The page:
I saw this story right off this morning and thought: Kay, you are probably apoplectic right about now. And rightly so. For some time now, twenty years at least, I have had the nagging feeling that the late 20th century was an interlude or an aberration in human history. Most of us alive today cannot remember when unions were illegal and any attempt to unionize was met with state sanctioned violence. Most of us alive today cannot remember when the working class could live a middle class lifestyle because they were well paid. Most of us today cannot remember a time when the elderly did not have the cushion of Social Security. Most of us today cannot remember a time when children as young as 8 or 10 worked in often dangerous conditions doing hard labor for 12 or more hours a day and few would get through the 4th grade. But that is what we seem to be going back to.
Then HuffingtonPost had this little story that proves the old adage that 'figures don't lie, but liars figure'. It all depends on the numbers you use to do the figuring. We have been bombarded with stories of late about how unfair our corporate taxes are and that the 35% tax rate on business revenues is one of the highest in the world. That may be true but that doesn't say what proportion of the GDP businesses actually pay in taxes and that has been going down steadily since its high in the late 1940s. That raises the question: if our corporate taxes are the highest in the world how come business are paying so little of the tax revenues?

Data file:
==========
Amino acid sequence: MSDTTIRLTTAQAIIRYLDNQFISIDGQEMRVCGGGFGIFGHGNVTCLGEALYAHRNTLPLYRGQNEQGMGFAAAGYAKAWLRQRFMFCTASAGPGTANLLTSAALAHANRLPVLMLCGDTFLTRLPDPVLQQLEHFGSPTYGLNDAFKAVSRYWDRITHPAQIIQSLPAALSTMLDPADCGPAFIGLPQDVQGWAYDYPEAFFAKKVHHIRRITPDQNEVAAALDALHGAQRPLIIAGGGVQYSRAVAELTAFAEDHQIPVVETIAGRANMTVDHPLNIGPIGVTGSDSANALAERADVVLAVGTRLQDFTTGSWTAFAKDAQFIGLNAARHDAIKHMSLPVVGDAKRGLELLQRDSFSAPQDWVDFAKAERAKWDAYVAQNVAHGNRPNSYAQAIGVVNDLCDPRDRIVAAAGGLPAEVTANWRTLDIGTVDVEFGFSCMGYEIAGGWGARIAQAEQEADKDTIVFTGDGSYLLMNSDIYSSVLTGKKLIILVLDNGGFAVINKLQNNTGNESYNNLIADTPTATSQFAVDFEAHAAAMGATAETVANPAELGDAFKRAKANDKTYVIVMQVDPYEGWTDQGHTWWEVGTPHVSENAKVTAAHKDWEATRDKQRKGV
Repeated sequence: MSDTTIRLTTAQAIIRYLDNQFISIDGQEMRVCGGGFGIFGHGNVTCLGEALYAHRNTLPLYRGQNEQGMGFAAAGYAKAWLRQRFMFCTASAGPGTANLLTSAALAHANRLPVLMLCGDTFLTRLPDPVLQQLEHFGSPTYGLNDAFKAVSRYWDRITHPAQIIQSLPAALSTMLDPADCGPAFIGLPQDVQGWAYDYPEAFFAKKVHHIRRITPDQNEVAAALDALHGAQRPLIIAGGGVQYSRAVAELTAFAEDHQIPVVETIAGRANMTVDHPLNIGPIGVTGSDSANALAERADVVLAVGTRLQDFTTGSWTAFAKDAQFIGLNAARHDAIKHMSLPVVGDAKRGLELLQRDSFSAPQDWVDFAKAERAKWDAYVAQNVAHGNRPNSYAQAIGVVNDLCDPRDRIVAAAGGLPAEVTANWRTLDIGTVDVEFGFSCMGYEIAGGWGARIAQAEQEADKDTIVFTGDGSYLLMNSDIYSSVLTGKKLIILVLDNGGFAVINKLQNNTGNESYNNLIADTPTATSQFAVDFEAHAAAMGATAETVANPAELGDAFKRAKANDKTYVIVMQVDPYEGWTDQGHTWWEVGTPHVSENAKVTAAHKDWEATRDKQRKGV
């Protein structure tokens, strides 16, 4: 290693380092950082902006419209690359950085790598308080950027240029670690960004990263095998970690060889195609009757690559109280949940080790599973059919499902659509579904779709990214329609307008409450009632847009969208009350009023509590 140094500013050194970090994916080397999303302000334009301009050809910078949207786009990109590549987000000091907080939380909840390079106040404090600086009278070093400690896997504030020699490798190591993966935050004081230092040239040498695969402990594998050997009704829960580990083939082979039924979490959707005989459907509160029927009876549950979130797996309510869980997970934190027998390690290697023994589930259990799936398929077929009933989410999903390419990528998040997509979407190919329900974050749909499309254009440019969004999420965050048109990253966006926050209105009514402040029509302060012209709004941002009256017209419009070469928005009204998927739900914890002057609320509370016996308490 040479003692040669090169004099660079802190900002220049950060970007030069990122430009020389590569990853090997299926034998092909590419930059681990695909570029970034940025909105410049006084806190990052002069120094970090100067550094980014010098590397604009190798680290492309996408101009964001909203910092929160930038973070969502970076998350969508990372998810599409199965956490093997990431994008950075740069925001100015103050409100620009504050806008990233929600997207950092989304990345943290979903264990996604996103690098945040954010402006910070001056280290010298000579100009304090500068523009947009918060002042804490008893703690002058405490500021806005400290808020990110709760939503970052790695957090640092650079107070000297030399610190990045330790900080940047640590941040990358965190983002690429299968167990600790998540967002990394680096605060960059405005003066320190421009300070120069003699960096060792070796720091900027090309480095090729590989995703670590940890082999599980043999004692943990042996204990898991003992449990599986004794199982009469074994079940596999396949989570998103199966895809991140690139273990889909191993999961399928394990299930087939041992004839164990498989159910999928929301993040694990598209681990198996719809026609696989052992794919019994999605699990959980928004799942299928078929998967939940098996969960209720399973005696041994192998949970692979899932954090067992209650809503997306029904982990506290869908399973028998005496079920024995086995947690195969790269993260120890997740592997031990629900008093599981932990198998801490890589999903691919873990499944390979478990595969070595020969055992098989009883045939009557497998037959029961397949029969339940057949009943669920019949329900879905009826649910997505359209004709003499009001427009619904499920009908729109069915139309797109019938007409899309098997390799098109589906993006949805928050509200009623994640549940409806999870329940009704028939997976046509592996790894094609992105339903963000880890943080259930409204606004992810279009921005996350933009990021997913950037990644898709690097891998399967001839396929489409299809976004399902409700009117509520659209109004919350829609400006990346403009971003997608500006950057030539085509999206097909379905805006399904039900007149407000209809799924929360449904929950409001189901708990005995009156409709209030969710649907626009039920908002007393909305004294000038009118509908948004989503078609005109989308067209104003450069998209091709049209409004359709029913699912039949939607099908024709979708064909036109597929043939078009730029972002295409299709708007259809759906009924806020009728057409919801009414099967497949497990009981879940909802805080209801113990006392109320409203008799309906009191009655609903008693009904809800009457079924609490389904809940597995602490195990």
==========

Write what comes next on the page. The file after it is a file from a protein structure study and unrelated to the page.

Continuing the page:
This should have come as a surprise to no one and I am amazed at the number of supposedly intelligent and supposedly well-informed commentators who were surprised. Much as I despise the loudmouthed bigots who have neither a sense of propriety nor shame, I don't see how the Supreme Court could have come to a different decision. I would suggest that communities who want to effectively and non-violently deal with these assholes take a page out of a couple of communities who did not get nearly enough publicity--they made sure that every available space anywhere near the funerals was occupied before the Westboro people arrived.